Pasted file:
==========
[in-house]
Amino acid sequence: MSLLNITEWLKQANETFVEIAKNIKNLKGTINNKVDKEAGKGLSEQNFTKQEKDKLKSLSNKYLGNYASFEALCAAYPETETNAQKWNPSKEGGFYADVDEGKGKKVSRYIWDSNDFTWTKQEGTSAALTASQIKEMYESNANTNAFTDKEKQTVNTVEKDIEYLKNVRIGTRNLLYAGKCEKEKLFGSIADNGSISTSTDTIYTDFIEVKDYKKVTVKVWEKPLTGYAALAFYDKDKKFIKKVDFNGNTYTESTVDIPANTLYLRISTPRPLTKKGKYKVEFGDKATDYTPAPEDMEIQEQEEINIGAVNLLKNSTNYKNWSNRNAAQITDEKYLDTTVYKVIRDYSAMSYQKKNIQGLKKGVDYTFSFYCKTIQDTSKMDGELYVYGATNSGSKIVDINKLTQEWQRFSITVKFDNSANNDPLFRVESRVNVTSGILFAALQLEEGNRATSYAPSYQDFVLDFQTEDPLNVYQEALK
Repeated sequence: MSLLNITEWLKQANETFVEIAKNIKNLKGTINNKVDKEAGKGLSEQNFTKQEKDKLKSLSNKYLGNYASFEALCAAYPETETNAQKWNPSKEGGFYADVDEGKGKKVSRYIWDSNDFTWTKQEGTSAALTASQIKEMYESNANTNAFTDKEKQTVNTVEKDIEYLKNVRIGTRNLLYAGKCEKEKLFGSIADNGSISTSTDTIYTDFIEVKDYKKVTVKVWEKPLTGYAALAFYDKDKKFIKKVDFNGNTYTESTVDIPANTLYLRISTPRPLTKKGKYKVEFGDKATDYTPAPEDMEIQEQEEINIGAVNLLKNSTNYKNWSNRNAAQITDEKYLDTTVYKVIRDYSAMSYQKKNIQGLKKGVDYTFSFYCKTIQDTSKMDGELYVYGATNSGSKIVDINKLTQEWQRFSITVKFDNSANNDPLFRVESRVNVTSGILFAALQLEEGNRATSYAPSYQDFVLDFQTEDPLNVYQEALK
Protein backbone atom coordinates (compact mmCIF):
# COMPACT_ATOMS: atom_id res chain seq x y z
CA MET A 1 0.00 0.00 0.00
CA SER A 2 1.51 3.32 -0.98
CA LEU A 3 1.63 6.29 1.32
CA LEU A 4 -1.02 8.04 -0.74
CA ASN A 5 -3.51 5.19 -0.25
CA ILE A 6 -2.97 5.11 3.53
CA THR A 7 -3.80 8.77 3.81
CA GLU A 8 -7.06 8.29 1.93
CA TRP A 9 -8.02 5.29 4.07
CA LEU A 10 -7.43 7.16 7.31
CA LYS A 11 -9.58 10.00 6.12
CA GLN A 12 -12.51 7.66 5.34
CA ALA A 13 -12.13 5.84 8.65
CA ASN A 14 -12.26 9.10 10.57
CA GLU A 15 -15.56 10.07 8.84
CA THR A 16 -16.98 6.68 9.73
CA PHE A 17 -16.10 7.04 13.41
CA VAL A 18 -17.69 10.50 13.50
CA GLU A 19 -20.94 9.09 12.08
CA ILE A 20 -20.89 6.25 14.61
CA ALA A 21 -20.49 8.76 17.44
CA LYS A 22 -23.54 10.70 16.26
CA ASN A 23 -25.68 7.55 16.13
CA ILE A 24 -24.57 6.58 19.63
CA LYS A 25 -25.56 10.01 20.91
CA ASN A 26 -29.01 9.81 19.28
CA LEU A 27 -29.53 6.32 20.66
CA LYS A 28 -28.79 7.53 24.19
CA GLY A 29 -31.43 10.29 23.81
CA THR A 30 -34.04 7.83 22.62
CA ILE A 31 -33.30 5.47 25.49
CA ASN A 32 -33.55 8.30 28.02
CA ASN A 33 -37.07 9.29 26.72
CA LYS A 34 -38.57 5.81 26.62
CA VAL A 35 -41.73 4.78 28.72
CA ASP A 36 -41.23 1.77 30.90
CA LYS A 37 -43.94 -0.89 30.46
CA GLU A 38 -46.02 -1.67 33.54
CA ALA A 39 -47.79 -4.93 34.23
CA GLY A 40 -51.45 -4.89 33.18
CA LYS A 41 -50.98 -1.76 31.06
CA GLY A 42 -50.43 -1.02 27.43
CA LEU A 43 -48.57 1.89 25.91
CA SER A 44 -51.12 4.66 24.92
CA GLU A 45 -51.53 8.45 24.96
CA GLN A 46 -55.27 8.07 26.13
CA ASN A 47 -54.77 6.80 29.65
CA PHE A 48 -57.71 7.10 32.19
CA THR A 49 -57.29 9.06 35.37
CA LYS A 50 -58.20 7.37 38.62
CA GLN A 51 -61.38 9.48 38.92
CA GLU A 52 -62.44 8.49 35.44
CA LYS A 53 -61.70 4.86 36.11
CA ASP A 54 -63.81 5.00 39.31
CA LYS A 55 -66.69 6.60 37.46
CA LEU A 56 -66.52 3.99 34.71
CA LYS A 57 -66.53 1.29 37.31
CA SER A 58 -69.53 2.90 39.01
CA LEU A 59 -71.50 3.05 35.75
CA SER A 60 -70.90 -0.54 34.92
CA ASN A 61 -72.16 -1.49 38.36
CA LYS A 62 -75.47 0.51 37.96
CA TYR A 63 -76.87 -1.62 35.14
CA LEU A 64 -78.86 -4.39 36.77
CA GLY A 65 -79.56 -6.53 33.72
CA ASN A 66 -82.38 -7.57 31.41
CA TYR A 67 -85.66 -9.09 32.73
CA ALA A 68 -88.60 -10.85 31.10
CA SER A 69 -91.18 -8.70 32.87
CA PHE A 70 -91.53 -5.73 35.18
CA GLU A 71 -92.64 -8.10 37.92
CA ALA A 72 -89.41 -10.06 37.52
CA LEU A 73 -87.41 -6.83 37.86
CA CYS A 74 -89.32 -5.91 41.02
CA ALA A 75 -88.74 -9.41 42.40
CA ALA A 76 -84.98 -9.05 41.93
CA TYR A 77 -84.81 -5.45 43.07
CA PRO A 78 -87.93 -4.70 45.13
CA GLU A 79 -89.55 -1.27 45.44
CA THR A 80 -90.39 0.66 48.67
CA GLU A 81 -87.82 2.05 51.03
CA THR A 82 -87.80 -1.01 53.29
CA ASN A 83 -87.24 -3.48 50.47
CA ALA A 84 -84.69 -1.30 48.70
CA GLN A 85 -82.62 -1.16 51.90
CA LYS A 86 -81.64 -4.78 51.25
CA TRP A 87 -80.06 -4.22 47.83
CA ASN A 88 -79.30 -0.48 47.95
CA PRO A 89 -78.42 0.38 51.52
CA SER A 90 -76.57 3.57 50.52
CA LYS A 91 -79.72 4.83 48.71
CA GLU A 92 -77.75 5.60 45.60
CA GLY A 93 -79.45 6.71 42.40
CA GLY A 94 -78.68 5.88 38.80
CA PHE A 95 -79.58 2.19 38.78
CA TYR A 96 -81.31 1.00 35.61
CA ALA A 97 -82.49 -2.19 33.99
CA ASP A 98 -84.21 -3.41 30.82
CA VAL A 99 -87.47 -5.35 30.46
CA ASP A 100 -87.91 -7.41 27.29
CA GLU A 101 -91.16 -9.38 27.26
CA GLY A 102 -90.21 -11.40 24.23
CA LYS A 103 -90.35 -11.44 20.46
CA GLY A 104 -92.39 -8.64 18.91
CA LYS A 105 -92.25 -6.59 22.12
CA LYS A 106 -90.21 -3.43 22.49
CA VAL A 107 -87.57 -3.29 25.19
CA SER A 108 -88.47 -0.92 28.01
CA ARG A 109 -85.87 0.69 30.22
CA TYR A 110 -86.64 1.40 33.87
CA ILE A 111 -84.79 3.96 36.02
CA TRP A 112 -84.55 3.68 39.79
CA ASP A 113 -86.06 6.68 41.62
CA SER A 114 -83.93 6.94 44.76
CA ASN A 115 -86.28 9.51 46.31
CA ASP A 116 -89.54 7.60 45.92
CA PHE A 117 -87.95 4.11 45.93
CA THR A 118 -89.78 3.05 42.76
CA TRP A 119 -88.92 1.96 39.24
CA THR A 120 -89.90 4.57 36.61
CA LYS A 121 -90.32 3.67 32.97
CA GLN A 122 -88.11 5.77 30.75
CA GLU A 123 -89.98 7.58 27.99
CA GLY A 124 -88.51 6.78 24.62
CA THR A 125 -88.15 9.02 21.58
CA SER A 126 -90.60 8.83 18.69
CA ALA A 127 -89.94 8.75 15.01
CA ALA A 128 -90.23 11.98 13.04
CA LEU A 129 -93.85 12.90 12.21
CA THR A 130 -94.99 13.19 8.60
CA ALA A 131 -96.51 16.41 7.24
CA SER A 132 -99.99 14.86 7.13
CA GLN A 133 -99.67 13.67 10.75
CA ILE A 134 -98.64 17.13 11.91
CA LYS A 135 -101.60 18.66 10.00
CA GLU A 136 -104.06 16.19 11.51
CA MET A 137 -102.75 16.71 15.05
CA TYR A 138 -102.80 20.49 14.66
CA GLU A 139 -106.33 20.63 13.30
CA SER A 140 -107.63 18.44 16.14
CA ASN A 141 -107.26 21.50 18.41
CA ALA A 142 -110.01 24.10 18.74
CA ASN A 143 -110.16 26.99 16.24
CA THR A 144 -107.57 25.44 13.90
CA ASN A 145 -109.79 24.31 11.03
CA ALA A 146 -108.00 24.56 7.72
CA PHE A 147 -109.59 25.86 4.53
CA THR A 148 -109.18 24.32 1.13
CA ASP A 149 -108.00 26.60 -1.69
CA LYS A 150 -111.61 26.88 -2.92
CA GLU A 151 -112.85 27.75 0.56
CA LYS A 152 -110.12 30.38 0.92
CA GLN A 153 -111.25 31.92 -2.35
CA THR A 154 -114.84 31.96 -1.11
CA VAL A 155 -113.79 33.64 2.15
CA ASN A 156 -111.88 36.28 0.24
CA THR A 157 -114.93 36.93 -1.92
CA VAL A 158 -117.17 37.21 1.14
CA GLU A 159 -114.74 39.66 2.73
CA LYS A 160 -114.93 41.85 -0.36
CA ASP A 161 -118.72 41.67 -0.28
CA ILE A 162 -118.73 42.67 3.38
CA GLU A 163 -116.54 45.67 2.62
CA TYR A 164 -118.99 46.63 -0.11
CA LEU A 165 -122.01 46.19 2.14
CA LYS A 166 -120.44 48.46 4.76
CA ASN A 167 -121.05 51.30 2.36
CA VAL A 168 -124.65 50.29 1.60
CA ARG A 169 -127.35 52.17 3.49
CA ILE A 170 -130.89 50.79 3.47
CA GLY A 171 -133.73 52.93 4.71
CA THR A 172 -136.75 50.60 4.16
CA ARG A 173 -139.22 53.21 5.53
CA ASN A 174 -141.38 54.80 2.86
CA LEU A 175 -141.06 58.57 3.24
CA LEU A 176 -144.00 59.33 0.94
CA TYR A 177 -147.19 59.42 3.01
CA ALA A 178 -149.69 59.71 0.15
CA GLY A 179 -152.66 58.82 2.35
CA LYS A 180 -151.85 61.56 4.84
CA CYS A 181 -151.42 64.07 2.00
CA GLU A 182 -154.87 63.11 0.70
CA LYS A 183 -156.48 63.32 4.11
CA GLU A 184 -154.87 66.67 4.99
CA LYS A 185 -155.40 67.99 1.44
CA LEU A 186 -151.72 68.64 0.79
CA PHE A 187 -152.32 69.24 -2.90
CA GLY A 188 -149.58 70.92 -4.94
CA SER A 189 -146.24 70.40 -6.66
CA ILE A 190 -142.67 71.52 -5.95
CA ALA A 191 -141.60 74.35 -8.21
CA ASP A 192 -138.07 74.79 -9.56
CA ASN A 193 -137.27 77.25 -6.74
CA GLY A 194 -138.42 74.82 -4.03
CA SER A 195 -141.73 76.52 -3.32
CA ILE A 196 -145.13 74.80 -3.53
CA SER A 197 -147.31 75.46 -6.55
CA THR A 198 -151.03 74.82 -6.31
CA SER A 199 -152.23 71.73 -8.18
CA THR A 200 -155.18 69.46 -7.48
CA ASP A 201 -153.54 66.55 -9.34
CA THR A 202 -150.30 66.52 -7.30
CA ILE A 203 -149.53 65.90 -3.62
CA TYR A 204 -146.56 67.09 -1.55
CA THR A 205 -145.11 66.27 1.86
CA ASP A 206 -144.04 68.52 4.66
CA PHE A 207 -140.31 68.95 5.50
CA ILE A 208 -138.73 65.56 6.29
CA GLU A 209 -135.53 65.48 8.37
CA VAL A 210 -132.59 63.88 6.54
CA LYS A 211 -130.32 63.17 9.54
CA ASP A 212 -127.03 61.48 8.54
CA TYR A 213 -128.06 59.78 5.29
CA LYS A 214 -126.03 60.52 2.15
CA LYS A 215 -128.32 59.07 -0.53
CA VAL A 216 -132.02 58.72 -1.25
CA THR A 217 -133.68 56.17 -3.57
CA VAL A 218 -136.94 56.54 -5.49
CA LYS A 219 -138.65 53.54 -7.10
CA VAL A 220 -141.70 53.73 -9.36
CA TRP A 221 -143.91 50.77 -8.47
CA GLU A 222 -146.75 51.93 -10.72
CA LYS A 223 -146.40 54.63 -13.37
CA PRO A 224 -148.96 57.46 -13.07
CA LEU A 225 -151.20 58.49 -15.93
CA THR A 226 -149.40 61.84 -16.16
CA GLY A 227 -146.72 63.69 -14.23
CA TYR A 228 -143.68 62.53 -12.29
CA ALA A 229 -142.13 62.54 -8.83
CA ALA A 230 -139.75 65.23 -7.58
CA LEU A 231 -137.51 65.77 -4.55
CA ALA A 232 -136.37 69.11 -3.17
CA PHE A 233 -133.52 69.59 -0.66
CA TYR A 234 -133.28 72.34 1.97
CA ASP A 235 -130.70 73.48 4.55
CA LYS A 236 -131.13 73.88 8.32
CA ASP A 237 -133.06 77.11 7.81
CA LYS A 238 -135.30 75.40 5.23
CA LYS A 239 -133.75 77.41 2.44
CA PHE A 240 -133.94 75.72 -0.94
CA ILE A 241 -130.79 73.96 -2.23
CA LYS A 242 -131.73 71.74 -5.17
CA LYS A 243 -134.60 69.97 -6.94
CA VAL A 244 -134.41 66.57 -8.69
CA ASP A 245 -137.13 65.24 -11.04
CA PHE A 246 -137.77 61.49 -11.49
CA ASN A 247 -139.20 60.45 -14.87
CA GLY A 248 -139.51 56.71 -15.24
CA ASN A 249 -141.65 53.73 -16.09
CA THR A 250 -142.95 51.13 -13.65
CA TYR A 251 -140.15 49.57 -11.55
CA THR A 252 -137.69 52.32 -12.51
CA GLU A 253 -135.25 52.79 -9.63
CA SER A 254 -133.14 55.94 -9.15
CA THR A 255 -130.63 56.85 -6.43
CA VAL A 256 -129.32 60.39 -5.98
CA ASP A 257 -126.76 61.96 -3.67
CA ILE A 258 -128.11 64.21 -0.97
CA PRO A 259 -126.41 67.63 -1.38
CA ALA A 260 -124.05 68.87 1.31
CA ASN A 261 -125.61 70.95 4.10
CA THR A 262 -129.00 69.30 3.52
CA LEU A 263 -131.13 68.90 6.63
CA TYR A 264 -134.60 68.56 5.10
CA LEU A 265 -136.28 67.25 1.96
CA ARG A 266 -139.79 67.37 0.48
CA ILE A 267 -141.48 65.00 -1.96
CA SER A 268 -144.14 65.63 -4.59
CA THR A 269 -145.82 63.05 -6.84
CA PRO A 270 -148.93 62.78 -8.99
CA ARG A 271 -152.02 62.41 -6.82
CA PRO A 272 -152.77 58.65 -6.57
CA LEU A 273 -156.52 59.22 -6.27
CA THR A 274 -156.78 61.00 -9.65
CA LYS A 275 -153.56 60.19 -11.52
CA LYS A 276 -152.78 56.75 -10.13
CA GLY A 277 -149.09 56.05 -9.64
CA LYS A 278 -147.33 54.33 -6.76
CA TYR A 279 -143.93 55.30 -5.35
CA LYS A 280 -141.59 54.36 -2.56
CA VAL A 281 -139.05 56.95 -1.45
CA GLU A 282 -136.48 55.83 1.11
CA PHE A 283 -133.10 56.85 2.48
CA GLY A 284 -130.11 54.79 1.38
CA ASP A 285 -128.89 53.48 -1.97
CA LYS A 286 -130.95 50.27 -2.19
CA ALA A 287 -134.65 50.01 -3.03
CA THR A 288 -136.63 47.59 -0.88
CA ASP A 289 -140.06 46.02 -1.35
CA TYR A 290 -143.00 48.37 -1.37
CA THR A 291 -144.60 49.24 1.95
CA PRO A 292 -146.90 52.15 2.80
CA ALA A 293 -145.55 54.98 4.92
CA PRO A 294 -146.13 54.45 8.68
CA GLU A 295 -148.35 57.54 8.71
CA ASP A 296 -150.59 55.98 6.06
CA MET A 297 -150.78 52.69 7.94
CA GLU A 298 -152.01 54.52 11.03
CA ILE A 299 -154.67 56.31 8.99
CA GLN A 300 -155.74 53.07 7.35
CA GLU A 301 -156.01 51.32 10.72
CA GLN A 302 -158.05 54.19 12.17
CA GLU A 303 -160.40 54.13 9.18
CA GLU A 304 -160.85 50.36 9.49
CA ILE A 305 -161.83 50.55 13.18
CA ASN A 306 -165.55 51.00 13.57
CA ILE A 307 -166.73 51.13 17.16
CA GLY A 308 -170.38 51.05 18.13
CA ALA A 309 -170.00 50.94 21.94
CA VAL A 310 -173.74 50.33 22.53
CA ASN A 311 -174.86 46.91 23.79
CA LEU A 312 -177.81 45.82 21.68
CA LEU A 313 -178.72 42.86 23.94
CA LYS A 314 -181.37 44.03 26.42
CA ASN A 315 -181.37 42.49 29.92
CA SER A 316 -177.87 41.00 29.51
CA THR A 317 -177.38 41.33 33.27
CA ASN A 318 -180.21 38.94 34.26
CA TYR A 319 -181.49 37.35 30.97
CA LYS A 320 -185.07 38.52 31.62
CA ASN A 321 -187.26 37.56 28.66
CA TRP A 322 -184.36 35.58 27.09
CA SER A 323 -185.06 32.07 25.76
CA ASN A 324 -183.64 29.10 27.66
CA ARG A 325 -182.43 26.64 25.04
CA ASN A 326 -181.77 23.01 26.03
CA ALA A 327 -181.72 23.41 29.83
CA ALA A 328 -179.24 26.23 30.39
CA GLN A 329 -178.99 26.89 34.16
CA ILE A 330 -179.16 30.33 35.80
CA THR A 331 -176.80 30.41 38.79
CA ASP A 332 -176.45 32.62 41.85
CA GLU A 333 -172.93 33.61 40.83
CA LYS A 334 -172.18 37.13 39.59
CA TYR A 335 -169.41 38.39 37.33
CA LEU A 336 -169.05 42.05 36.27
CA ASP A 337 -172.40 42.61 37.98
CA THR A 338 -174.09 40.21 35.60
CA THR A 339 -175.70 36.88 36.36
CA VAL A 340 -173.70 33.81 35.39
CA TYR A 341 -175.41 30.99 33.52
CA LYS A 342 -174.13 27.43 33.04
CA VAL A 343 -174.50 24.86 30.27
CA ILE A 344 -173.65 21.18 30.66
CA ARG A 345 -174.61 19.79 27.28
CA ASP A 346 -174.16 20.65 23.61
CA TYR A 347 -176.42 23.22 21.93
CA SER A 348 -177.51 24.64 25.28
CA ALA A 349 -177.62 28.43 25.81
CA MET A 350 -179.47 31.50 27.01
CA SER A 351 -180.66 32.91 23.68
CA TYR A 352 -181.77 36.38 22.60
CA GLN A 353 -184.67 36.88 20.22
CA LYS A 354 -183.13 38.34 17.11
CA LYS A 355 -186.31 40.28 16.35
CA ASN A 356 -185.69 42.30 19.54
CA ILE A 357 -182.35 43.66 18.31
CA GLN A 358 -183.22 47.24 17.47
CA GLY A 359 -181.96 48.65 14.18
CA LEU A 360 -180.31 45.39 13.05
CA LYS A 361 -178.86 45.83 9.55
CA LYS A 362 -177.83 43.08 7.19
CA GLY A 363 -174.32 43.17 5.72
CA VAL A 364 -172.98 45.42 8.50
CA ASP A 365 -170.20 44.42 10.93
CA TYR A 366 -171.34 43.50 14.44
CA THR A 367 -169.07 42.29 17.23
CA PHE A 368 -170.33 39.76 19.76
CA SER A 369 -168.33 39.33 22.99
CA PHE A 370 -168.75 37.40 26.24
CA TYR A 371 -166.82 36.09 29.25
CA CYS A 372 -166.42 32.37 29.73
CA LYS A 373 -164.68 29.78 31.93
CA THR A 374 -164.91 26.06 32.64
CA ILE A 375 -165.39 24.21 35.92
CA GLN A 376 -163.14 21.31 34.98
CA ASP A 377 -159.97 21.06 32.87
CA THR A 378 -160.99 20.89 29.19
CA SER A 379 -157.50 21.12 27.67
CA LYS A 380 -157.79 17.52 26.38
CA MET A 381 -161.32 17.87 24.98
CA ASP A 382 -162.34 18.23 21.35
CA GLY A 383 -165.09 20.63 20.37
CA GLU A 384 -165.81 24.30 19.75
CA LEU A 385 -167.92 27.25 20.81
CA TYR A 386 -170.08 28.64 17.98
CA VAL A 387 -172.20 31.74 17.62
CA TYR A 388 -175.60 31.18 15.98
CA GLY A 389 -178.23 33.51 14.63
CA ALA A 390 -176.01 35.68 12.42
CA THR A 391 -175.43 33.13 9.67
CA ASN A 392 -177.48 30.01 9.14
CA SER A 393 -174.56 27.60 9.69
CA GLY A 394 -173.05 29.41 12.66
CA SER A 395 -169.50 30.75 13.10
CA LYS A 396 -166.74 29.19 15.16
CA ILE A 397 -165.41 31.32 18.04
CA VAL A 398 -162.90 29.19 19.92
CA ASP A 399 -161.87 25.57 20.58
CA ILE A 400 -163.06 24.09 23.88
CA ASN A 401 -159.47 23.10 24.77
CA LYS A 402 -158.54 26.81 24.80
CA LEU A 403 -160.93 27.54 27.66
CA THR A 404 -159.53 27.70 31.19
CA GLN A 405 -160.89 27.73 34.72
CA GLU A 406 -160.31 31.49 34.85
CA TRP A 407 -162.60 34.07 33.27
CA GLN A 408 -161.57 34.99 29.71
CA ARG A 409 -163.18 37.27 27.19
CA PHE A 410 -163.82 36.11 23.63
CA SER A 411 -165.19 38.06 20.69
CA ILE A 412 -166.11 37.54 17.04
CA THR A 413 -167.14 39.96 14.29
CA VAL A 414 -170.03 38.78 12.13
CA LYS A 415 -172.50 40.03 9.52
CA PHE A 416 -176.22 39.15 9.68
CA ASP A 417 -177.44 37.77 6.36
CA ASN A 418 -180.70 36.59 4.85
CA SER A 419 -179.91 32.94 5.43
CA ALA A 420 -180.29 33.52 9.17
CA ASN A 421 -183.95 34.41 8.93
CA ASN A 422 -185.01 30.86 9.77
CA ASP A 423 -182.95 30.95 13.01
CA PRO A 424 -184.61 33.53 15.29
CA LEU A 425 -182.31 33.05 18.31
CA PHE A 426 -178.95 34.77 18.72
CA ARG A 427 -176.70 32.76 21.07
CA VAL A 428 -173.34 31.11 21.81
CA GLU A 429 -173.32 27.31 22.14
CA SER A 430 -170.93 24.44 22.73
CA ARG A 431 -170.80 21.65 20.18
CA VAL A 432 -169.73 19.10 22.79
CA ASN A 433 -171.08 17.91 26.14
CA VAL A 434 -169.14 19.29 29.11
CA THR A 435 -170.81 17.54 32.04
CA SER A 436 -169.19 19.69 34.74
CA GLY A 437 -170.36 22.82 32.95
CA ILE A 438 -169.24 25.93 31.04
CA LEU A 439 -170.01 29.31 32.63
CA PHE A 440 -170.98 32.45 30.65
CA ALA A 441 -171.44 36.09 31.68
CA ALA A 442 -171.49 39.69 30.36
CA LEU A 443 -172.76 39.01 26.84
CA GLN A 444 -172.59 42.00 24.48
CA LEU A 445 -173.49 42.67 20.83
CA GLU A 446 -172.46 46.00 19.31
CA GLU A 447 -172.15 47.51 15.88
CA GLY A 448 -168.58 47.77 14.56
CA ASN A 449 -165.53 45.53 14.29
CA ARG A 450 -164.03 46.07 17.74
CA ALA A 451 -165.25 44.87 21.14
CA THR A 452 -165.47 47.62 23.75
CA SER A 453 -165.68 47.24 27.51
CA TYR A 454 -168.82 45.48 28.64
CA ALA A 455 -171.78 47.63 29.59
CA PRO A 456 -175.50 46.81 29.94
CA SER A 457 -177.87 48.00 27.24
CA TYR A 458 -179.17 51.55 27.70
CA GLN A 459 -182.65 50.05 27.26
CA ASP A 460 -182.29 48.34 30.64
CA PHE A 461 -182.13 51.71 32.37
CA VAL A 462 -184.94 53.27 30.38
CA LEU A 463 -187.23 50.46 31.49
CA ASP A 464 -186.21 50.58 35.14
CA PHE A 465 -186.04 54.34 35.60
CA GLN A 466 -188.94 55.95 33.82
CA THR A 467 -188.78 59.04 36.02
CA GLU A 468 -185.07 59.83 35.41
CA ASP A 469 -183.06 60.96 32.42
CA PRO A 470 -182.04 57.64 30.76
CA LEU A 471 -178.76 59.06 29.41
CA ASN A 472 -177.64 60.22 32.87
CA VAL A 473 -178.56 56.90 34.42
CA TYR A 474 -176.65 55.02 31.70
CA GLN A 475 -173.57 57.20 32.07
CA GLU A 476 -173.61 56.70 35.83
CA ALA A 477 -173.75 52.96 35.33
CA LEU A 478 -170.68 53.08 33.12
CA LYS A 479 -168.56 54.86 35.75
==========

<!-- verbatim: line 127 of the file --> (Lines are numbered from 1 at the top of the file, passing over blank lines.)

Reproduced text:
CA GLN A 122 -88.11 5.77 30.75